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His books include: A Guide to the End of the World: Everything you Never Wanted to Know; Surviving Armageddon: Solutions for a Threatened Planet; and Seven Years to Save the Planet. His current book is Waking the Giant: How a Changing Climate Triggers Earthquakes, Tsunamis and Volcanoes; ranked at number five in The Guardian's Top 10 'eco' books. His debut novel, Skyseed - an eco-thriller about climate engineering gone wrong - was published in September2020.
Bill is a volcanologist by inclination and training. In 1996, he was a Senior Scientist at the Montserrat Volcano Observatory and in 2010 a member of the Science Advisory Group in Emergencies (SAGE) addressing the Icelandic volcanic ash problem. He was a member of the UK Government Natural Hazard Working Group established in January 2005, in the wake of the Indian Ocean tsunami, and a co-author of its report: The Role of Science in Natural Hazard Assessment. His later work focused on climate change and its impacts, particularly upon the solid Earth, and he was a contributor to the 2012 IPCC report on climate change and extreme events.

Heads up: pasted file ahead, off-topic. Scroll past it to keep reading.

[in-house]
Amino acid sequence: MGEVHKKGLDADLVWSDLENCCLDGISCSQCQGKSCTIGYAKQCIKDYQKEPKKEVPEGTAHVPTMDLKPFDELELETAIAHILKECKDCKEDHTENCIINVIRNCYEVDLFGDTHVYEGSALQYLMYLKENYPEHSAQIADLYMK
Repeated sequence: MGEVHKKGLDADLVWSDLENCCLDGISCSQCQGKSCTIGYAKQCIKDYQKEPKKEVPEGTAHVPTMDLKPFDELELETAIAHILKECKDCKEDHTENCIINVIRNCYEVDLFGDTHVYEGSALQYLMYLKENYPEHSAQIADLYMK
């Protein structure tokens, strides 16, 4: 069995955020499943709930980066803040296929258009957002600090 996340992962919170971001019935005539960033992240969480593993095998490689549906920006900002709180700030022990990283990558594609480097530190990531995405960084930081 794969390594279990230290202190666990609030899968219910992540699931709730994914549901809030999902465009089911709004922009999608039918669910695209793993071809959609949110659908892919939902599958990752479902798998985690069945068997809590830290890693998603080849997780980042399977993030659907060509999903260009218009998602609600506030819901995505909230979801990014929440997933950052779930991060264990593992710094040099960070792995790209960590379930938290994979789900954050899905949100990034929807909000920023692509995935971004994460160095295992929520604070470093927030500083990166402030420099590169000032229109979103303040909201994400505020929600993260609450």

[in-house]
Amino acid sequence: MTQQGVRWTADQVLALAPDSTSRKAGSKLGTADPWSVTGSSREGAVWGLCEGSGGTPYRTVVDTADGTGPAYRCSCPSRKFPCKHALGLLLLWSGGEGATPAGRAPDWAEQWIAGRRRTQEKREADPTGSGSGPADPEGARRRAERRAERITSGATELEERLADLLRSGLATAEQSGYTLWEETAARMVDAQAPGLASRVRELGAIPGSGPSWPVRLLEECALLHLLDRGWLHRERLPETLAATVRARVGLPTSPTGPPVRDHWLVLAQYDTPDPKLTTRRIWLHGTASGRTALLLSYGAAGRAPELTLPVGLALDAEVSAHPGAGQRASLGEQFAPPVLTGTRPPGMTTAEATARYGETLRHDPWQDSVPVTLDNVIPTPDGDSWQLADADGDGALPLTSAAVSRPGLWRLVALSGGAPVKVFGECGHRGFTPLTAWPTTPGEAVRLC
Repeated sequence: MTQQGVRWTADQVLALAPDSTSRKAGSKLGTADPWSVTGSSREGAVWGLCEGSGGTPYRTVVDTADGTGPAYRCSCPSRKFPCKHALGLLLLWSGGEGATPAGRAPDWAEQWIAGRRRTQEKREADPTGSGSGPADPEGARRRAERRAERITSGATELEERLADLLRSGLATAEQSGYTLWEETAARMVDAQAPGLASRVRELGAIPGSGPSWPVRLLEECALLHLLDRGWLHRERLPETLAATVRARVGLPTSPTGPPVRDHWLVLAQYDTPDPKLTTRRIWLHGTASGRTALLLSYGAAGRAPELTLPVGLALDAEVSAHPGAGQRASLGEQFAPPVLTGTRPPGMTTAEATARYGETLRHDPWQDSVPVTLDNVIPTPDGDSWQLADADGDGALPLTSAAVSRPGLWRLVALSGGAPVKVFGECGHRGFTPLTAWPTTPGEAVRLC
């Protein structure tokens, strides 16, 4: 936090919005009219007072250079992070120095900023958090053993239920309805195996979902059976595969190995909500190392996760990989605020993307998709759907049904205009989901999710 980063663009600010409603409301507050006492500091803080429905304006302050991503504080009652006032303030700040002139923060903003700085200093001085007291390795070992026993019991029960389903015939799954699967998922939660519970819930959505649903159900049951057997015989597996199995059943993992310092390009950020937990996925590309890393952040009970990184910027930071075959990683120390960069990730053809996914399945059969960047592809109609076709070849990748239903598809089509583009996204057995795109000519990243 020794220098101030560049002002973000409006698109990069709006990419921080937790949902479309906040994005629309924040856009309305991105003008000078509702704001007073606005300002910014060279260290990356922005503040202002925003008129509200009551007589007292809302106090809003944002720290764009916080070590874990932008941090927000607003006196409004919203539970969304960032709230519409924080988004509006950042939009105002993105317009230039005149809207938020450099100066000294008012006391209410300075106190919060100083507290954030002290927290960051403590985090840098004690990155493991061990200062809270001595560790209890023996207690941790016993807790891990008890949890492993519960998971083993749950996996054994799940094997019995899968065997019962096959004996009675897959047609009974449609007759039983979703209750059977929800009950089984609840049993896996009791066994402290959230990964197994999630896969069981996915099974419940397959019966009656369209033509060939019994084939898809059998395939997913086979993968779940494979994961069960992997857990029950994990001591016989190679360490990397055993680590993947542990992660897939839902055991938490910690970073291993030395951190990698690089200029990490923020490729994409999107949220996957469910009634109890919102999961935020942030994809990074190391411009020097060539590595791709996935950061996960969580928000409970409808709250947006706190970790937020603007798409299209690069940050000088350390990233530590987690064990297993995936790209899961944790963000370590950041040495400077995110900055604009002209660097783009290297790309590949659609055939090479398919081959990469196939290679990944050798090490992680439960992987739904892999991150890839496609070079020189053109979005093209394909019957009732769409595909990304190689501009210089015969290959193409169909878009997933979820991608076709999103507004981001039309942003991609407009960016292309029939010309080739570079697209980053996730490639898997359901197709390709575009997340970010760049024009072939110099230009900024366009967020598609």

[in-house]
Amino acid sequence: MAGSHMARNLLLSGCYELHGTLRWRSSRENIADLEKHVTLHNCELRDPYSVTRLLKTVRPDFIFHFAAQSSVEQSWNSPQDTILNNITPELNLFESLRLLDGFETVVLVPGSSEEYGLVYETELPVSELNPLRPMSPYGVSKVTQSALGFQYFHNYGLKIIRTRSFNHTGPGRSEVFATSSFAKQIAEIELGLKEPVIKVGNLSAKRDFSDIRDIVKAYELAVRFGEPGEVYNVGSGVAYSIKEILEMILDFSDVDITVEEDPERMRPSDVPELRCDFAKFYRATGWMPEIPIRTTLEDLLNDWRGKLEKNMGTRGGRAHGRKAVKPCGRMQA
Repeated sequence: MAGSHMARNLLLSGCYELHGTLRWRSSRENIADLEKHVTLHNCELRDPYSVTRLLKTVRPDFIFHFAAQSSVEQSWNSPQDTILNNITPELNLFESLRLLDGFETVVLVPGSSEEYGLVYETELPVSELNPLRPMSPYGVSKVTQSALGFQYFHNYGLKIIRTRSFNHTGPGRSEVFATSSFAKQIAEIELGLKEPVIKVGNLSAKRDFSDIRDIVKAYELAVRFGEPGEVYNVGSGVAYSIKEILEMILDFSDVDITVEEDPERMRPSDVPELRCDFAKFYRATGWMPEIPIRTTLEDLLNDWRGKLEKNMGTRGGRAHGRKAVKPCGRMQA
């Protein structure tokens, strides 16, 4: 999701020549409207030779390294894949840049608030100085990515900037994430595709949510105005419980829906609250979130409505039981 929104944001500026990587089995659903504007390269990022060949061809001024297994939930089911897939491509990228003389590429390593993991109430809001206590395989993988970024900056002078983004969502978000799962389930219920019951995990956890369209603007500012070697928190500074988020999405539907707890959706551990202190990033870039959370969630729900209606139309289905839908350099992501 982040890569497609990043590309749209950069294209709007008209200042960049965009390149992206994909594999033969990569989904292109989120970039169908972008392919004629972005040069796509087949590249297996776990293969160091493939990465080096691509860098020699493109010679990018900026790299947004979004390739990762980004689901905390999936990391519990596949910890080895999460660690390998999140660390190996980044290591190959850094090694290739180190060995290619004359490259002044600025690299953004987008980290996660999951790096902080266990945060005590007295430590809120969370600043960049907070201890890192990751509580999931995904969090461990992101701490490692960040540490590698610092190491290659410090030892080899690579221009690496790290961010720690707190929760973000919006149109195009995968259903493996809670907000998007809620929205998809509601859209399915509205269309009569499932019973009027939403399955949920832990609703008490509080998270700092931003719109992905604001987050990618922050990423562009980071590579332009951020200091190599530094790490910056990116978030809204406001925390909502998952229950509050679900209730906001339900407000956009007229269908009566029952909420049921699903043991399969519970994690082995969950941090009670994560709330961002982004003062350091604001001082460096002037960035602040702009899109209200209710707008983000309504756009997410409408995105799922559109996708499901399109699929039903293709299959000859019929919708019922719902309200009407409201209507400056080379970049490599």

Bill now works full-time as a writer and blogger. He has written for many newspapers and magazines including The Guardian, The Times, The Observer, New Scientist, Focus and Prospect, and blogs for the New Weather Institute, Scientists for Global Responsibility, Extinction Rebellion and Operation Noah. Bill is co-editor of the anthology: Knock Three Times: Modern Folk Tales for a World in Trouble, published in October 2019.
Bill presented two BBC Radio 4 series, Disasters in Waiting and Scientists Under Pressure, and the End of the World Reports on Channel 5 and Sky News. He has also contributed to many other television and radio programmes and was consultant and main contributor for the lauded BBC Horizon films; Supervolcanoes and Megatsunami - Wave of Destruction, as well as for the BBC drama, Supervolcano. Other TV credits include The Big Breakfast, Richard & Judy and The Terry & Gabby Show. Most recently, he was series consultant for the National Geographic series, X-Ray the Earth. He also co-presented Project Doomsday live with comedy duo, Robin & Partridge. Bill lives, runs (sometimes) and grows fruit and veg in the Peak District, where he resides with his wife Anna, sons Jake (11) and Fraser (16), and cats Dave, Toby and Cashew.